Civilians Bear Brunt of Afghan Attacks

At least 22 people were killed and more than 50 hurt in a deadly day in Afghanistan, and a disputed death toll from a NATO airstrike could bring that number even higher.

Afghan officials say the airstrike killed at least 21 civilians, including women and children, when NATO forces targeted a home where a wedding celebration was taking place.

The International Security and Assistance Force admitted the raid took place, saying it was a joint Afghan-NATO operation in Baraki Barak district of Logar province, but stopped short of confirming any civilian casualties.

Instead, an ISAF press release referred to only "multiple insurgents killed," adding that two female civilians were found with non-life threatening injuries and airlifted to a NATO base for treatment.

Earlier today, three suicide bombers blew themselves up in a crowded area outside the main Kandahar air base, killing at least 22 people, turning a marketplace into a scene of mangled flesh and blood. The attack sent Afghans scurrying for cover.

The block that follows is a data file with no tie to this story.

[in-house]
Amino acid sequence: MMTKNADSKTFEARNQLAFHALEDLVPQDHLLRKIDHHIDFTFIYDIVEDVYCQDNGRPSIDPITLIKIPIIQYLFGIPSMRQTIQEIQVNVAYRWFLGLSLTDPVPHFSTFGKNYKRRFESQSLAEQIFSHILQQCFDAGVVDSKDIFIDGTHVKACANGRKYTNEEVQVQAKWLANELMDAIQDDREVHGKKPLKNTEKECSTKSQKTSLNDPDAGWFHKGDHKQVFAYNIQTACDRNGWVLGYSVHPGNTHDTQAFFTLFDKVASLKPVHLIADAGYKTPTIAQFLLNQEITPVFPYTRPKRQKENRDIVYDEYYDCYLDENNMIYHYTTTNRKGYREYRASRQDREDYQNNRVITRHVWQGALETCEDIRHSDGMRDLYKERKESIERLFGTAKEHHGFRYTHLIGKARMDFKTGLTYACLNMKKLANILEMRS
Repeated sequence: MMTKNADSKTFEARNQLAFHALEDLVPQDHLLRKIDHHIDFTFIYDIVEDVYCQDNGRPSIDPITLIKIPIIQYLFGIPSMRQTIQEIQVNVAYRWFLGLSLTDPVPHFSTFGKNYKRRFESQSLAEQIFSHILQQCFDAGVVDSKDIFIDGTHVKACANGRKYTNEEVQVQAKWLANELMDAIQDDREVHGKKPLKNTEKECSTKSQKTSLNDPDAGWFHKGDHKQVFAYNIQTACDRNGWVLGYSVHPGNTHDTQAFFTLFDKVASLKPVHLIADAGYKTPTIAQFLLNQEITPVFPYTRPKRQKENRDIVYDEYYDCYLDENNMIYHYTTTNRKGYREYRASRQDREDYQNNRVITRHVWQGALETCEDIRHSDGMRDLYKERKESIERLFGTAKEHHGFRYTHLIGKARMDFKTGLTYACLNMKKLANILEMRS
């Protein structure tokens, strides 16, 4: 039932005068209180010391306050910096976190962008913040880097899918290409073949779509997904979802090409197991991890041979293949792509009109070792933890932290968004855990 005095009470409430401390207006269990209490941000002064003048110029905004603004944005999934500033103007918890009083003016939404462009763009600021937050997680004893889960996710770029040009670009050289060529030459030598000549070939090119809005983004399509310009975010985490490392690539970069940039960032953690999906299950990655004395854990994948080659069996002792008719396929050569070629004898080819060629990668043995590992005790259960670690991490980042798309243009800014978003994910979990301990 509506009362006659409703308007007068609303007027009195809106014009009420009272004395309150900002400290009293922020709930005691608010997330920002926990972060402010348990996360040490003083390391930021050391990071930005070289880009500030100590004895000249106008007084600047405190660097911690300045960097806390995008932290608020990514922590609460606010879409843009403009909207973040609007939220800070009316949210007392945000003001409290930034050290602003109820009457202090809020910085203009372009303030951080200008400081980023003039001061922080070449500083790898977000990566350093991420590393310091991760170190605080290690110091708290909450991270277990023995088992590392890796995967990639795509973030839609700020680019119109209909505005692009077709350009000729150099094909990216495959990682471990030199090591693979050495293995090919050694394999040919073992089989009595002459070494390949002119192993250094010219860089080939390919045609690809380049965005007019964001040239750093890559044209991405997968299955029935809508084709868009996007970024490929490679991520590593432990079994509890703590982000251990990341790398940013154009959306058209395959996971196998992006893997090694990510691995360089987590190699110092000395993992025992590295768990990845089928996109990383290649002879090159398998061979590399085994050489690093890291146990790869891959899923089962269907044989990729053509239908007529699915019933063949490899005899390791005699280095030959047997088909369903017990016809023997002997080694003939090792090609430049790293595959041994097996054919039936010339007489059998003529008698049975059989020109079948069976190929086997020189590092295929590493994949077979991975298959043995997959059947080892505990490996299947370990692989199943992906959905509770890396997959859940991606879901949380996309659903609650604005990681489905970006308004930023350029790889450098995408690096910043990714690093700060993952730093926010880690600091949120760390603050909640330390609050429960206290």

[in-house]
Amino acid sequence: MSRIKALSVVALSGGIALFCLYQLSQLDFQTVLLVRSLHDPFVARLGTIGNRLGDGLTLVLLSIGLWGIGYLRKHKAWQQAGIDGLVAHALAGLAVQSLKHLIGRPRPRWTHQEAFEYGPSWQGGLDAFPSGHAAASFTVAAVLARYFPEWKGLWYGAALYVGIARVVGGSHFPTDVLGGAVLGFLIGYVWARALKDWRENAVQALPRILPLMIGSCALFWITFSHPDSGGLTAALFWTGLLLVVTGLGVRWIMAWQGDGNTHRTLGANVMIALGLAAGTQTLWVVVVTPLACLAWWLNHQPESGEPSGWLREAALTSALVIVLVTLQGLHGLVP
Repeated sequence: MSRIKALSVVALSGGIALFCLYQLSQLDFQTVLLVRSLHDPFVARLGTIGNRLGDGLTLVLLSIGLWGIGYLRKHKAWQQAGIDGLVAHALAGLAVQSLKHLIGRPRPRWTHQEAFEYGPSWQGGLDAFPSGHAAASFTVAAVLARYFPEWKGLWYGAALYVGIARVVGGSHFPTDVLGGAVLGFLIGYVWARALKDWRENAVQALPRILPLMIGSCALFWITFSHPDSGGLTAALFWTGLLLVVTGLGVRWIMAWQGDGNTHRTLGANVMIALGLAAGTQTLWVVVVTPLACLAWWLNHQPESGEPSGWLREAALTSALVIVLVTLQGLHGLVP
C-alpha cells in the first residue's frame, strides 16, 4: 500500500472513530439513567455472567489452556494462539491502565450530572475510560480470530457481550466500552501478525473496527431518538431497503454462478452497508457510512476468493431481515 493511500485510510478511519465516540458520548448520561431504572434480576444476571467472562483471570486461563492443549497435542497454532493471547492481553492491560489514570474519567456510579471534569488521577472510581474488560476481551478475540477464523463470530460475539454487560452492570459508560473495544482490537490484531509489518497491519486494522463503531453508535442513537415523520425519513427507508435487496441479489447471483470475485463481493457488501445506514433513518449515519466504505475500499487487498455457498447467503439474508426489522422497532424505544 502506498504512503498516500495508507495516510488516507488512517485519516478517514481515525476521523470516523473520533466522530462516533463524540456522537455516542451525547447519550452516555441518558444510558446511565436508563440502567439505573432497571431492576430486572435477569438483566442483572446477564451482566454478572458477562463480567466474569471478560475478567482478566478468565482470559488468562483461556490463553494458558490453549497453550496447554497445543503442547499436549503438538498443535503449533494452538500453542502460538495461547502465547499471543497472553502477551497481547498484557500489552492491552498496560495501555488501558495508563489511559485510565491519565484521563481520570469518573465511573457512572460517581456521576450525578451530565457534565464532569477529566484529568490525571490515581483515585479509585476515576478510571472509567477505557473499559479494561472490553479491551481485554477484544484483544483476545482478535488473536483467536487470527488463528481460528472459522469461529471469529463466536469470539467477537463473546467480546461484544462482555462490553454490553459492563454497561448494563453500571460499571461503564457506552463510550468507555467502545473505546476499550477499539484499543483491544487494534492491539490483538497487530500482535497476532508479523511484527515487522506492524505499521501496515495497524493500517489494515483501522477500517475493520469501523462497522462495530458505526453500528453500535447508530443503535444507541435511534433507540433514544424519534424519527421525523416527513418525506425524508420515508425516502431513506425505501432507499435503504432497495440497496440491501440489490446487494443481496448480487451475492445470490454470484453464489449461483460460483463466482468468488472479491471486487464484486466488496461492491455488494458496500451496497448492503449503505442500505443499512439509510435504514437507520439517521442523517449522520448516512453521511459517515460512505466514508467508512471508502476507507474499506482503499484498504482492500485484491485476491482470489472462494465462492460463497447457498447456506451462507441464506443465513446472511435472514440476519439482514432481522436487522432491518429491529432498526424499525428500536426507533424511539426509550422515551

"An explosion happened in the hotel," says Sayedullah Khan, a shopkeeper who works nearby. "We ran there to help our neighbors who were wounded, and another explosion happened."

The first suicide bomber detonated a motorcycle laden with explosives, according to Kandahar police. As people moved closer to help remove the casualties, the second and third suicide bombers struck, creating even more chaos among the confusion.

The explosions happened outside the main gate to the sprawling Kandahar air base as trucks carrying NATO equipment were lined up waiting to enter.

Afghan President Hamid Karzai condemned the attack, saying it proves "The enemy is getting weaker because they are killing innocent people."

Kandahar, in southern Afghanistan, is considered a Taliban stronghold.

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